Apps Secretly Shared User Location Without Consent

John Lister's picture

A company that sells location data has apologized after some details were collected without permission. Huq says the data remained anonymous despite the lack of consent.

The company's business model is to partner with app developers to collect location data, aggregate it, then sell the overall details to clients. These included businesses trying to figure out patterns in where potential customers will be, and local governments that want to know which areas are busy at what times, for example to prioritize repairs of street lighting. (Source:

The problem appears to be that Huq relies on the app developers to be up front with customers and ask for permission to collect the location data and pass it on. That's despite its website claiming it can "guarantee control" over "the collection of end-user consent."

WiFi And QR Scanners At Fault

In this case, two developers failed to do so. What made it particularly problematic was that neither app would obviously need the user's location to provide its stated service.

One app was for measuring the strength of nearby WiFi signals. This app had separate settings for controlling whether it collected location data and whether it passed it on to third parties. However, the Motherboard site discovered the data was sent to Huq regardless of the latter setting. (Source:

The other app, "QR and Barcode scanner" transferred location data despite not explicitly asking for consent to do so.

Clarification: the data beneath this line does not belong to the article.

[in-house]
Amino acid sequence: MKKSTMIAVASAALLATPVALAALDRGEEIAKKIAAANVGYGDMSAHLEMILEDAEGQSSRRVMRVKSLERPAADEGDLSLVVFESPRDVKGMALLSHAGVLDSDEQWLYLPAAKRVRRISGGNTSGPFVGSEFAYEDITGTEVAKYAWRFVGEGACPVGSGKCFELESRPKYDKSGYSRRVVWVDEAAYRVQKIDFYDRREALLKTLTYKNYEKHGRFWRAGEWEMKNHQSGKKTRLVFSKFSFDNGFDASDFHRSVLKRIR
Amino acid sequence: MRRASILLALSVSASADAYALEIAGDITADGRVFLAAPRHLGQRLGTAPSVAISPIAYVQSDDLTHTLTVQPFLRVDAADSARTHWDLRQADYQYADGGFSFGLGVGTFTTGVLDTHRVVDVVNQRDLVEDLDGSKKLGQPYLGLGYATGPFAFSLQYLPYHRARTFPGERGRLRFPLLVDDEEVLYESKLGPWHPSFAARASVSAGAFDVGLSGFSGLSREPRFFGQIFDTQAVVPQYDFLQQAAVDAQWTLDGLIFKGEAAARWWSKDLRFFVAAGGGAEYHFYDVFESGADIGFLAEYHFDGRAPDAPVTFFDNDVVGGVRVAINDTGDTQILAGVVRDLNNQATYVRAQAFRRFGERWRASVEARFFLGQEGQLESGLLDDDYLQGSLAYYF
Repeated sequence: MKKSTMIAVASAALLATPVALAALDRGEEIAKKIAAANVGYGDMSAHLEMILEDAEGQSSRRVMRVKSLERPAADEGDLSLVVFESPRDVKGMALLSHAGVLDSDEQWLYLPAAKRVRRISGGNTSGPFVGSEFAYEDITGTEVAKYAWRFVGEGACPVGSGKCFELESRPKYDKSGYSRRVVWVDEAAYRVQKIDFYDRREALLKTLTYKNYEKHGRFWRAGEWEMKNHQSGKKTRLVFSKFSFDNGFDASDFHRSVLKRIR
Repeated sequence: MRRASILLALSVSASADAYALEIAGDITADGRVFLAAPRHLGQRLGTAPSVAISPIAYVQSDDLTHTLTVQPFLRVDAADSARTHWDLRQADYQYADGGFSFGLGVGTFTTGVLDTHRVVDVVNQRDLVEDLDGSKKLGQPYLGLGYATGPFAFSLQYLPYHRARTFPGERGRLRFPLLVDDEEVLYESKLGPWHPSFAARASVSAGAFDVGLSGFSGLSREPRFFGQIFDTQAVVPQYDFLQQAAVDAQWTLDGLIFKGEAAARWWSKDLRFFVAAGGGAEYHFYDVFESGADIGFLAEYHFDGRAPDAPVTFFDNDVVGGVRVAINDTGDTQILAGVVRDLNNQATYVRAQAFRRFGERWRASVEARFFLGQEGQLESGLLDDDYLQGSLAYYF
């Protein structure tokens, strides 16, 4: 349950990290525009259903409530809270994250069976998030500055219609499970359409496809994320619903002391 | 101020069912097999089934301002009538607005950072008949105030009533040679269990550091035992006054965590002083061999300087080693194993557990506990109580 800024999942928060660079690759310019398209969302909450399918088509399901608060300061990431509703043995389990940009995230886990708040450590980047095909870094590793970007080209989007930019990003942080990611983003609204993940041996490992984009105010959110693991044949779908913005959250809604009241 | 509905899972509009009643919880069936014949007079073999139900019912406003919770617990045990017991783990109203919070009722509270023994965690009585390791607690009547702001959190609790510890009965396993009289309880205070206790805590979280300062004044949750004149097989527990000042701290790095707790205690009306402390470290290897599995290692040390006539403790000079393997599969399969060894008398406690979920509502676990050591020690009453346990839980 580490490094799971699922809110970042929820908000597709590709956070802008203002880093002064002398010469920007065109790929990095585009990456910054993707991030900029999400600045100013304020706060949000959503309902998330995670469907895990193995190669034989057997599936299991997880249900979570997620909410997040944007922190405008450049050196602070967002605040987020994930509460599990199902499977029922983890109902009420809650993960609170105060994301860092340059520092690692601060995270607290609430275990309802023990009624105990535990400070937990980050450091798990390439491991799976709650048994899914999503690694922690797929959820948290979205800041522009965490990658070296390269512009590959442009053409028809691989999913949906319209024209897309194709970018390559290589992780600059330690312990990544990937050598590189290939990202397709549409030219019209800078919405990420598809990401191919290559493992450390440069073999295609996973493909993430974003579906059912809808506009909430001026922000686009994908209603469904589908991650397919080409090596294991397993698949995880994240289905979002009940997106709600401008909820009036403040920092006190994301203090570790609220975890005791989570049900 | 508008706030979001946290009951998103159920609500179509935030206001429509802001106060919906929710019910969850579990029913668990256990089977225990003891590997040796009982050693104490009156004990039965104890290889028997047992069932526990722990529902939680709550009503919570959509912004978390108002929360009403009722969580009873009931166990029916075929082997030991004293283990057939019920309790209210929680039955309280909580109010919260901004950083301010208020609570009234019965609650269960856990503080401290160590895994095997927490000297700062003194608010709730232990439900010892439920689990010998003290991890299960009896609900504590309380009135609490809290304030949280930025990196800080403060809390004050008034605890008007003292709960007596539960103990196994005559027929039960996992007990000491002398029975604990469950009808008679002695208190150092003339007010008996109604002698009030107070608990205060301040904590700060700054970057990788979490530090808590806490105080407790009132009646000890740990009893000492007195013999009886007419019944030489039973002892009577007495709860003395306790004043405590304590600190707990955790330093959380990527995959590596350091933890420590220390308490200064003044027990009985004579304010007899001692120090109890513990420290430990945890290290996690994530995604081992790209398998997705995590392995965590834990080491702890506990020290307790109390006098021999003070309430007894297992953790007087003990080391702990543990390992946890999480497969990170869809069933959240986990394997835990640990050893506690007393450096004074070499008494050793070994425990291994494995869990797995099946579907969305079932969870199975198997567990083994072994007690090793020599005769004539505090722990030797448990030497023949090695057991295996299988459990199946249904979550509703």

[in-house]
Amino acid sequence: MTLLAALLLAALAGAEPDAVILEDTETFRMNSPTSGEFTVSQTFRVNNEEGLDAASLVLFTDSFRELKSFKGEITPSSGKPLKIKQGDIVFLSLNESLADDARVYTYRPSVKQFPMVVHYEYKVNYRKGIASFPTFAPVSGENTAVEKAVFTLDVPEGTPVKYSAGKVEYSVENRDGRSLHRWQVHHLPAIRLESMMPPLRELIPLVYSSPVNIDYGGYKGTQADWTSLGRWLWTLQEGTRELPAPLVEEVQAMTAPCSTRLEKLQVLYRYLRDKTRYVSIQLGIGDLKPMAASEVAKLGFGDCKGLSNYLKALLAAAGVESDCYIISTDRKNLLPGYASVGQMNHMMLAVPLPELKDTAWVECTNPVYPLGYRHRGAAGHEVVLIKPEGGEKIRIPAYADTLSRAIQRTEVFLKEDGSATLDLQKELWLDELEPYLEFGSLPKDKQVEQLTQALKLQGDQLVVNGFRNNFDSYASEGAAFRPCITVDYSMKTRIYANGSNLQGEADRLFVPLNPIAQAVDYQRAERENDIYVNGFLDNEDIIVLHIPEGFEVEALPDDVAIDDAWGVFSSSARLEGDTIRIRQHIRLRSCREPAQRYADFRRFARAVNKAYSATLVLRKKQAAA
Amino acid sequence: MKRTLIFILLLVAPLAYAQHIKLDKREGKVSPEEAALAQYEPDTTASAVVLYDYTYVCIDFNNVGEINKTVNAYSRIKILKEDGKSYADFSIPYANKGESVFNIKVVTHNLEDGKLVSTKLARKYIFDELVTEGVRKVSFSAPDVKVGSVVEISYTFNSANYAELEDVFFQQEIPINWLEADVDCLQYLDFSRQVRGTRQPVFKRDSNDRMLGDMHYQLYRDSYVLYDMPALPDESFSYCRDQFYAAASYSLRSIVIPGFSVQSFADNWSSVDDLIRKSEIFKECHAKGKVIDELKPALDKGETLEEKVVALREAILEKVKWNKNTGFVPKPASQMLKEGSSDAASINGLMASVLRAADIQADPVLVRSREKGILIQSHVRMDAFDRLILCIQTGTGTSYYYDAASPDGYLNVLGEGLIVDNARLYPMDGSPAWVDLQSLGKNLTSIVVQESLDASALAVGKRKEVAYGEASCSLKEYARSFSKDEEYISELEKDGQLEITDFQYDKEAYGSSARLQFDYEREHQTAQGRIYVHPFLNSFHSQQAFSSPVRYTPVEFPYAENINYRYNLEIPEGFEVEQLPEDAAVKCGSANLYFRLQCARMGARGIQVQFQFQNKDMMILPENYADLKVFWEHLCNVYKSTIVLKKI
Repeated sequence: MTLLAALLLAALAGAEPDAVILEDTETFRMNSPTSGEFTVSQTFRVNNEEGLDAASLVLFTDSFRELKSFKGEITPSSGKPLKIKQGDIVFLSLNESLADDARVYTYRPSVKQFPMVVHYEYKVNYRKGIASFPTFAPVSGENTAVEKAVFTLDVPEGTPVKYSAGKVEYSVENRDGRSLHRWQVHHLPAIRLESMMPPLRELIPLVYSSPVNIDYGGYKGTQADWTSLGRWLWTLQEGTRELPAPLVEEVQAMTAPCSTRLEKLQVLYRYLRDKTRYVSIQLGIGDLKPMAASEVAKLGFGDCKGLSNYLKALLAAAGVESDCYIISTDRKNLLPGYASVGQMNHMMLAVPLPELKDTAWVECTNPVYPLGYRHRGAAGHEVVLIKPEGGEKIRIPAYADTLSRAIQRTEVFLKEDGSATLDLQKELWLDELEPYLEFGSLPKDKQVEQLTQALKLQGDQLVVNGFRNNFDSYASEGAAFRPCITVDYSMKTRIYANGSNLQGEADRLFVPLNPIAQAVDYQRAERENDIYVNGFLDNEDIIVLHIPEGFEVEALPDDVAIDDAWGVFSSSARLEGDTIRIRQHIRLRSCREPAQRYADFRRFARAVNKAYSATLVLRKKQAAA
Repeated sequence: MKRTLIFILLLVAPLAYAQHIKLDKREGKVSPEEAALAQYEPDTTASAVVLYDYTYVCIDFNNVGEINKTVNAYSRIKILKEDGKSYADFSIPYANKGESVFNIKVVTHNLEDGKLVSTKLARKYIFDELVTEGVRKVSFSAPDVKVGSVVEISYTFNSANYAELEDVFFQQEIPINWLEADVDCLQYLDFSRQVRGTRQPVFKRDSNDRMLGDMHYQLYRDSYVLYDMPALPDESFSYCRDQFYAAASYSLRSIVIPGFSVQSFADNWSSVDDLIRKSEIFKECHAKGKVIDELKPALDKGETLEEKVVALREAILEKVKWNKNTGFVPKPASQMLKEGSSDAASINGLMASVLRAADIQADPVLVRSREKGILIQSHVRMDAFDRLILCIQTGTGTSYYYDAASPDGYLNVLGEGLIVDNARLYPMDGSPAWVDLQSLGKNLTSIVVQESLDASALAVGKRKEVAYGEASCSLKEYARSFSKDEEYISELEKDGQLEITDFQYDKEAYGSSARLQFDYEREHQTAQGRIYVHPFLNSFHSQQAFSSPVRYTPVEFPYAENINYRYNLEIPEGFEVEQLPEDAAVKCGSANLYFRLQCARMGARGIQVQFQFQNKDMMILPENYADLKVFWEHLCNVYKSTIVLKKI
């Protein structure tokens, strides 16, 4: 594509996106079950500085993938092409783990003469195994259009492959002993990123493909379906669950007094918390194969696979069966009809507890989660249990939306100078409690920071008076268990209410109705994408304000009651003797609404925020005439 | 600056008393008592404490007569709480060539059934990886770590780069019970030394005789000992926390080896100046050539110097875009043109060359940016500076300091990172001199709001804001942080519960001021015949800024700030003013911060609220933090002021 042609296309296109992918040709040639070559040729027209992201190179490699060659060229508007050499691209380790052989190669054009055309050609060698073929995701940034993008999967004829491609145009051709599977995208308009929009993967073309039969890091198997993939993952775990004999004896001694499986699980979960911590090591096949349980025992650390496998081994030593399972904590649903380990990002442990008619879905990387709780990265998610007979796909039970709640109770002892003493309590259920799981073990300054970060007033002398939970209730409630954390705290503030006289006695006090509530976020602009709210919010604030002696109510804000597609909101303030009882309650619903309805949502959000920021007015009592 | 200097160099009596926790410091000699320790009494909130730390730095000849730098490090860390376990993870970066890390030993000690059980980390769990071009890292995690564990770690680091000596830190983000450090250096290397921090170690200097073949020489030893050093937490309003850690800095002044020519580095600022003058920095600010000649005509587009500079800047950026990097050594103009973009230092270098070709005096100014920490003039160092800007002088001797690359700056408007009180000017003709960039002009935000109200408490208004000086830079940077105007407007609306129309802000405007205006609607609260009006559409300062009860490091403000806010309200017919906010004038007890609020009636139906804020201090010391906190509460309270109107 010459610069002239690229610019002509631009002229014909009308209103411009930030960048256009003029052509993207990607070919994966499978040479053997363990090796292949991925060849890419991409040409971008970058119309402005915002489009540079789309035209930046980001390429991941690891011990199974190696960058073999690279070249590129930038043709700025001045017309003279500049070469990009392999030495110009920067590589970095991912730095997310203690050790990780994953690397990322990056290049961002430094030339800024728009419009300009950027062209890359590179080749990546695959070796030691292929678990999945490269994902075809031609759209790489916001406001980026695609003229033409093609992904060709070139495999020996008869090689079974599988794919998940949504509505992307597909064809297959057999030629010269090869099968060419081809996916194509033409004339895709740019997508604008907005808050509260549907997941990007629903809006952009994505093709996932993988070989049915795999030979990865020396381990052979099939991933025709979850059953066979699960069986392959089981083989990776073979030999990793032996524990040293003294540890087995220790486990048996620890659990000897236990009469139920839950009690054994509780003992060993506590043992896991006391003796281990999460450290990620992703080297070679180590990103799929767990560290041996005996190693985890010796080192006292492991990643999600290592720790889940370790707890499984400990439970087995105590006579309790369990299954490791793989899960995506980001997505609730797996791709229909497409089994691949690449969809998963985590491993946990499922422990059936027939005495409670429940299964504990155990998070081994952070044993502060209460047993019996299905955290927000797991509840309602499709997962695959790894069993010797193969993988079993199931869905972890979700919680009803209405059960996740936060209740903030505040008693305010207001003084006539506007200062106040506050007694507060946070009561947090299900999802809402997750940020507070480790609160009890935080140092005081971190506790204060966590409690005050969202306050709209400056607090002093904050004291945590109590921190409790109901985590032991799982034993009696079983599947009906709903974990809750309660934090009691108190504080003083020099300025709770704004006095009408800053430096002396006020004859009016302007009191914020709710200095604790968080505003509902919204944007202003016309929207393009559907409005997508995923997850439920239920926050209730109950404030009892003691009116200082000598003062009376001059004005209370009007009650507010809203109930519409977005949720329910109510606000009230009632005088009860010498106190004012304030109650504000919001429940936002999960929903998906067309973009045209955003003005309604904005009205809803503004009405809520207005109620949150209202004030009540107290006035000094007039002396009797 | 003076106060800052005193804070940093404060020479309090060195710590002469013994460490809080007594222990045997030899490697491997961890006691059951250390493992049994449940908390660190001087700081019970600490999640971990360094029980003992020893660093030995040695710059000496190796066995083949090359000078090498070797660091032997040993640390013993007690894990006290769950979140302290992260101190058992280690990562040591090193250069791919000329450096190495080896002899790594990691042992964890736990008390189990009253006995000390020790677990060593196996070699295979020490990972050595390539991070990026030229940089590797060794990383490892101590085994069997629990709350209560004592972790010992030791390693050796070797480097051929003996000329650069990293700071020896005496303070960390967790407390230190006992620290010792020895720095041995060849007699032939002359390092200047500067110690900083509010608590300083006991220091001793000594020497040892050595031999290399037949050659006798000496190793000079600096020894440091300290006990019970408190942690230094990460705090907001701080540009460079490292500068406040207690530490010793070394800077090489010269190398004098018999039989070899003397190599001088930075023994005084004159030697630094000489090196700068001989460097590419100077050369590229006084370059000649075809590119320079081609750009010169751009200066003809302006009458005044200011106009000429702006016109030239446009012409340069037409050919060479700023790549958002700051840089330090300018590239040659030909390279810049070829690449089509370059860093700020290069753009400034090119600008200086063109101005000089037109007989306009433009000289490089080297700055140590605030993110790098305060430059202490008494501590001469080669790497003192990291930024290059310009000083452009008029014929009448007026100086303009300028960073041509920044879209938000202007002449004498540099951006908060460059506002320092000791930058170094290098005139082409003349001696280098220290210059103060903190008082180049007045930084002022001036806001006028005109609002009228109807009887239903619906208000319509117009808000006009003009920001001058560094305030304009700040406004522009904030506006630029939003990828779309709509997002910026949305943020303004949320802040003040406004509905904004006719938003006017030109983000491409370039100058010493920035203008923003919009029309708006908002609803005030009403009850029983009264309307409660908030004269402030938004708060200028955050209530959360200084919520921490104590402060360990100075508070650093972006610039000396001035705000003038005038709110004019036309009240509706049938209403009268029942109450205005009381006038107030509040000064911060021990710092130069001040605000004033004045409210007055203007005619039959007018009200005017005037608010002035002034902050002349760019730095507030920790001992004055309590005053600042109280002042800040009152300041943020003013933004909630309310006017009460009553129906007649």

Lack Of Consent May Be Unlawful

Huq says the app developers are responsible for getting permission to collect and pass on data. It says it runs monthly tests to make sure this is happening.

The activity appears to conflict with several major privacy laws. For example, in Europe businesses usually need explicit consent to collect and share personal data (including location); an exemption for "legitimate interest" wouldn't cover cases where the data wasn't an obvious part of an app.

Meanwhile several state laws in the US don't require advance consent but do give consumers the right to opt out of their data being shared with third parties.

What's Your Opinion?

How serious a breach do you consider this? Does it matter that the data was aggregated so that Huq couldn't track individuals? Should operating systems such as Android include physical blocks that stop data being passed on unless a user has clicked the relevant permission button?

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